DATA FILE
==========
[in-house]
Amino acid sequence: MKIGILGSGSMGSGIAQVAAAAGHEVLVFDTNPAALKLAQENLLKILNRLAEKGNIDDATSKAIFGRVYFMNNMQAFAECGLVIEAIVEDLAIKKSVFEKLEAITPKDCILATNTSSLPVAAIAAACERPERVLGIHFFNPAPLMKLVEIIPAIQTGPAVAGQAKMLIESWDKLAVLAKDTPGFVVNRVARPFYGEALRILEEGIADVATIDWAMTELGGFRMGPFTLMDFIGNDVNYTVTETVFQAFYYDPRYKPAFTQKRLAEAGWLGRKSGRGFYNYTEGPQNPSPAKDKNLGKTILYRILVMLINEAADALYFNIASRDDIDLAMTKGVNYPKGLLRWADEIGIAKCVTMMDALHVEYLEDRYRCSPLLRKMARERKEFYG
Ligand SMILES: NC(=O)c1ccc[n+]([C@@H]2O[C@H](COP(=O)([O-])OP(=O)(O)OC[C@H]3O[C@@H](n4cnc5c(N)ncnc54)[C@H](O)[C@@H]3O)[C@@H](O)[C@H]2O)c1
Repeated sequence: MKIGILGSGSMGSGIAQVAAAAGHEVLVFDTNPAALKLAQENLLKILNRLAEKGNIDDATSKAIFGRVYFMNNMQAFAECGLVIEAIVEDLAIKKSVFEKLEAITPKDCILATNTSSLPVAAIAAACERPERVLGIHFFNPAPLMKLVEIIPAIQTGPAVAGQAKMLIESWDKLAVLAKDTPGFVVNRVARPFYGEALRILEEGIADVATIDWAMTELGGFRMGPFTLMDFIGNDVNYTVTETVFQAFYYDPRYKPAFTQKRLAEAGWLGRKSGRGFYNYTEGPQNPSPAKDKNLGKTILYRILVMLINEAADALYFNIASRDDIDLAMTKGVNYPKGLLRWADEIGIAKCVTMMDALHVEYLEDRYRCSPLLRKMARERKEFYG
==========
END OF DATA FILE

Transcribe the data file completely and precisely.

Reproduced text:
[in-house]
Amino acid sequence: MKIGILGSGSMGSGIAQVAAAAGHEVLVFDTNPAALKLAQENLLKILNRLAEKGNIDDATSKAIFGRVYFMNNMQAFAECGLVIEAIVEDLAIKKSVFEKLEAITPKDCILATNTSSLPVAAIAAACERPERVLGIHFFNPAPLMKLVEIIPAIQTGPAVAGQAKMLIESWDKLAVLAKDTPGFVVNRVARPFYGEALRILEEGIADVATIDWAMTELGGFRMGPFTLMDFIGNDVNYTVTETVFQAFYYDPRYKPAFTQKRLAEAGWLGRKSGRGFYNYTEGPQNPSPAKDKNLGKTILYRILVMLINEAADALYFNIASRDDIDLAMTKGVNYPKGLLRWADEIGIAKCVTMMDALHVEYLEDRYRCSPLLRKMARERKEFYG
Ligand SMILES: NC(=O)c1ccc[n+]([C@@H]2O[C@H](COP(=O)([O-])OP(=O)(O)OC[C@H]3O[C@@H](n4cnc5c(N)ncnc54)[C@H](O)[C@@H]3O)[C@@H](O)[C@H]2O)c1
Repeated sequence: MKIGILGSGSMGSGIAQVAAAAGHEVLVFDTNPAALKLAQENLLKILNRLAEKGNIDDATSKAIFGRVYFMNNMQAFAECGLVIEAIVEDLAIKKSVFEKLEAITPKDCILATNTSSLPVAAIAAACERPERVLGIHFFNPAPLMKLVEIIPAIQTGPAVAGQAKMLIESWDKLAVLAKDTPGFVVNRVARPFYGEALRILEEGIADVATIDWAMTELGGFRMGPFTLMDFIGNDVNYTVTETVFQAFYYDPRYKPAFTQKRLAEAGWLGRKSGRGFYNYTEGPQNPSPAKDKNLGKTILYRILVMLINEAADALYFNIASRDDIDLAMTKGVNYPKGLLRWADEIGIAKCVTMMDALHVEYLEDRYRCSPLLRKMARERKEFYG